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Fiber broadband is now available to more than 30% of households across the US, and fiber networks should reach 50% of homes by 2025, a new study says.
But 50% coverage would obviously leave another 50% of homes without access to the fastest wireline broadband technology. Reaching 80% of homes instead of just 50% would require an additional cash infusion of $52 billion over the next 10 years, the study says. Going from 80% to 90% would then require another $18 billion. Going from 90% to 100% would be far more cost-prohibitive because it would require wiring up the least populated parts of the country, which make up "the vast majority of US land," the study said.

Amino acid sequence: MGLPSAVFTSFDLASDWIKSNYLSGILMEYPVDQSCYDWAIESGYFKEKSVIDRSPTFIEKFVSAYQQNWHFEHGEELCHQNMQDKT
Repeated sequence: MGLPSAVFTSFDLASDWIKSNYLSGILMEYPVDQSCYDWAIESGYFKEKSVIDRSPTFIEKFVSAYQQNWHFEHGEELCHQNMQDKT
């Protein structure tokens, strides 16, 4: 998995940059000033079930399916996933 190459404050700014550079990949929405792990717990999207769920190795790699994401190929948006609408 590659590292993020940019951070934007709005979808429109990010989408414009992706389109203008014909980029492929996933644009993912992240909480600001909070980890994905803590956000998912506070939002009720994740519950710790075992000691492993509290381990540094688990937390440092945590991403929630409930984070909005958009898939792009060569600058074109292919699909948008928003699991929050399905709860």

The study was commissioned by the Fiber Broadband Association, whose members include municipal broadband providers, private ISPs such as Verizon and Sonic, and various vendors that sell equipment to the broadband industry. The industry group hired consulting firm Cartesian to conduct the study and submitted it to the Federal Communications Commission last week (see full study).
At 30% of homes, US fiber access is far behind numerous other countries, the report said. Spain, Portugal, Japan, and others are above 90%, while countries such as Norway and South Korea are above 80%.
Currently, 39.2 million households out of 127.6 million in the US are passed by all-fiber networks, the study said. At the current pace, "by 2025, an estimated 25.9 million additional households will be passed for a total of 65.1 million—about 50% of US households," the study said. There were just 12.2 million households passed by fiber in 2008, but there have been steady improvements each year since.
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